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Why are we tapping phones in a free country, asks Farooq Abdullah

By A Correspondent
December 01, 2010 14:55 IST
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Union minister for new and renewable energy Farooq Abdullah came out strongly against tapping of phones, over the leak of tapes involving corporate heads, lobbyists and media personalities on Tuesday. "We are a free country. Why are you tapping phones? If you tap mine, I could be talking to my girlfriend. How does it help tapping phones," he asked, referring to the row over the leaks of tapes in the wake of the 2G Spectrum controversy.

Abdullah spoke at a function in New Delhi after releasing Marumalarchi Dravida Munnetra Kazhagam leader Vaiko's book on United States President Barack Obama, titled Yes: We Can - The history of emancipation of blacks.

Abdullah also made it clear that he didn't buy the argument of the government that sporadic tapping was necessary to track money launderers. "Hawala operators are all over the country. I don't think you have caught them by tapping," he said, echoing Union agriculture minister Sharad Pawar's views over the tapes leak.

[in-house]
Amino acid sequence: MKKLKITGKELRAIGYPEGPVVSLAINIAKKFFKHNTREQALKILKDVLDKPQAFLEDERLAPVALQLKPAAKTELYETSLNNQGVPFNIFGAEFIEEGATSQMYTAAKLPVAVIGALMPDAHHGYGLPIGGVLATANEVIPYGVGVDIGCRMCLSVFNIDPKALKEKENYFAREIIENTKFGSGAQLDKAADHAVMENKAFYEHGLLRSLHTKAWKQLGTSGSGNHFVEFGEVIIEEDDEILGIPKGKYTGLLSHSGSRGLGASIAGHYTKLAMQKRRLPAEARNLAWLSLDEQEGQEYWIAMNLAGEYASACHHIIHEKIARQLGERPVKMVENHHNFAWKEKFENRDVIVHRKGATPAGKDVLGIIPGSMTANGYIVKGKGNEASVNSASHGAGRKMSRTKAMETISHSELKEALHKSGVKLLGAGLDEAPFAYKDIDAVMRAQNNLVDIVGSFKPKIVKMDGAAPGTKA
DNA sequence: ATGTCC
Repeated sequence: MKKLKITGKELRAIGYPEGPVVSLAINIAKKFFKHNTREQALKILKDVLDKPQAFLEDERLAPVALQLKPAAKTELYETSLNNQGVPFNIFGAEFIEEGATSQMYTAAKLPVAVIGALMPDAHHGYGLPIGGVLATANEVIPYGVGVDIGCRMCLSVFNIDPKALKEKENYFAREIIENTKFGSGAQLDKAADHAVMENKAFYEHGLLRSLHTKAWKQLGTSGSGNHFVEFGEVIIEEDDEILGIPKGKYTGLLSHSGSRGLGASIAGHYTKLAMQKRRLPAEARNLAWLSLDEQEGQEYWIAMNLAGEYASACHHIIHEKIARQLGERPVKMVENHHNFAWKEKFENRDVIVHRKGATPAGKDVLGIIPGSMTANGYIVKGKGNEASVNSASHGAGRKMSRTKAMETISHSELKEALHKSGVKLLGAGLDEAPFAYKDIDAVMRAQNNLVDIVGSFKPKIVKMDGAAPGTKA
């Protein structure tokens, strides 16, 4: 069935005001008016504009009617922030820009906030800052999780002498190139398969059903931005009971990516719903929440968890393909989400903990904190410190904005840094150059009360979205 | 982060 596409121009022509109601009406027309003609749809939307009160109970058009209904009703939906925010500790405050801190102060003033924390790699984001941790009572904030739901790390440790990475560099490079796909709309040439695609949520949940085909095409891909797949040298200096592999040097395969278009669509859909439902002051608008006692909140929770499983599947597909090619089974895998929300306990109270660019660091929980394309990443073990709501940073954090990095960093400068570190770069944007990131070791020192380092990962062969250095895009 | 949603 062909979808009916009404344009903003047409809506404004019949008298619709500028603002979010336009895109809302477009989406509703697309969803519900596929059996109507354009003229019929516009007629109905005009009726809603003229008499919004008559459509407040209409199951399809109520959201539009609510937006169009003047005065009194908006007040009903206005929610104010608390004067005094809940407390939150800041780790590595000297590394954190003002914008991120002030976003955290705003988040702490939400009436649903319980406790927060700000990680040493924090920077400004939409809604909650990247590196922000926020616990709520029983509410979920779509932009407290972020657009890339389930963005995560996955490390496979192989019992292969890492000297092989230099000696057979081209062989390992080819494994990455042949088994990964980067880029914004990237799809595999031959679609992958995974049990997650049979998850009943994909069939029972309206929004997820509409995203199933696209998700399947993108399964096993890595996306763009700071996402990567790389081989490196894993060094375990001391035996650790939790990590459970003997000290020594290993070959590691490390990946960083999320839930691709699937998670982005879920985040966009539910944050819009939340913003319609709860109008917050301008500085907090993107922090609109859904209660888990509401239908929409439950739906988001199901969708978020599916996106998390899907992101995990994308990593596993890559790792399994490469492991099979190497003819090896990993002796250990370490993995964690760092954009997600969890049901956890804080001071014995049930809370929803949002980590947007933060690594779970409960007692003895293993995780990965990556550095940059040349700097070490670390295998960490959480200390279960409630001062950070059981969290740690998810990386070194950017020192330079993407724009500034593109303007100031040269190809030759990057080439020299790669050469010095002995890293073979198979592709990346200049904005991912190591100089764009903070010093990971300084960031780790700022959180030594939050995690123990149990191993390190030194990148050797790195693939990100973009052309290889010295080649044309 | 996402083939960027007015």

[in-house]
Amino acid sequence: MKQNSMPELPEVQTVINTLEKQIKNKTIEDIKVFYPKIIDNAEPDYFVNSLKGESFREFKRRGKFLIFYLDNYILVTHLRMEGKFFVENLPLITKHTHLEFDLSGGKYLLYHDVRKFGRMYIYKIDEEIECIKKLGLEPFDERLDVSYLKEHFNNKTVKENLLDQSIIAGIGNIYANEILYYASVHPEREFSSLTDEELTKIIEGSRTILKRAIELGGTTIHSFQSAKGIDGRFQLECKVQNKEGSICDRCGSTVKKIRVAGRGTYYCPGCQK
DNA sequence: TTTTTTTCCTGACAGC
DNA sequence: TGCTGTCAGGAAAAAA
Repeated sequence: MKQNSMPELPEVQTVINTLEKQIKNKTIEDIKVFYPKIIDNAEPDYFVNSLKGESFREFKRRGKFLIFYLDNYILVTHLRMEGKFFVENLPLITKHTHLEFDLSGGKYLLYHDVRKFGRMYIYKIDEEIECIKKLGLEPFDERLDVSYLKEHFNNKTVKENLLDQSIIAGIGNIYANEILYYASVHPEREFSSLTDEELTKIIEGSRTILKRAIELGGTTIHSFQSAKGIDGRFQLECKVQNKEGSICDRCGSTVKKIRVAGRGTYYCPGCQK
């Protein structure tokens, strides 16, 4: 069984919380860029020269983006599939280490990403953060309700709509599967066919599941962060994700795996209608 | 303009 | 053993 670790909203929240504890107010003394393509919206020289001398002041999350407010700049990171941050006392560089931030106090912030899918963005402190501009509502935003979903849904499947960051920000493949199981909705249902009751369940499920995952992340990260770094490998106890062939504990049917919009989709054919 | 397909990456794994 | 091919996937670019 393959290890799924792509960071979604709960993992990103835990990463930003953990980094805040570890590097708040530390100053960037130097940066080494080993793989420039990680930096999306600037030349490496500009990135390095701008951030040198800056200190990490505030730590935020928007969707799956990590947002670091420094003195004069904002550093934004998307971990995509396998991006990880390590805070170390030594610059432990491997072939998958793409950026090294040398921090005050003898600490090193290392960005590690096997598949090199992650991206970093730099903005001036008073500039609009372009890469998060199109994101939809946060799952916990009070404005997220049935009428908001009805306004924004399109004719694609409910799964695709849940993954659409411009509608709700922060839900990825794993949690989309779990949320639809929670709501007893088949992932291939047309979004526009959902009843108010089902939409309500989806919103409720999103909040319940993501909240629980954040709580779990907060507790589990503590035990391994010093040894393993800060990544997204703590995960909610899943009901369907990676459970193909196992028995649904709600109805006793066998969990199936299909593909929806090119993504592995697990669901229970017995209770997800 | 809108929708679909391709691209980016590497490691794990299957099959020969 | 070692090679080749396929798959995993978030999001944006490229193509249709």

On Tuesday, Pawar said the government should take note of industrialist Ratan Tata's statement that India risked turning into a 'banana republic' by leaks of tapes.

Both the leaders had earlier raised concern over the row at a meeting of United Progressive Alliance allies.

The book release function was also attended by National Democratic Alliance leaders Yashwant Sinha and Punjab's deputy chief minister Sukhbir Singh Badal and former Haryana chief minister Om Prakash Chautala. Vaiko's book release function was timed to give an image makeover for the MDMK leader who is known outside Tamil Nadu only for espousing the cause of Sri Lankan Tamils.

"If you think of Vaiko, it is now but natural to attach Sri Lankan Tamils to his name," said Sinha.

All India Anna Dravida Munnetra Kazhagam chief Jayalalithaa, sent a message praising Vaiko's bid to speak for the downtrodden.

Vaiko wrote the book in Tamil before Obama became US president and had even presented him a copy in Chicago in July 2008.

Sinha said the book should be read by the Americans first as it detailed the journey of the blacks.
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A Correspondent in New Delhi
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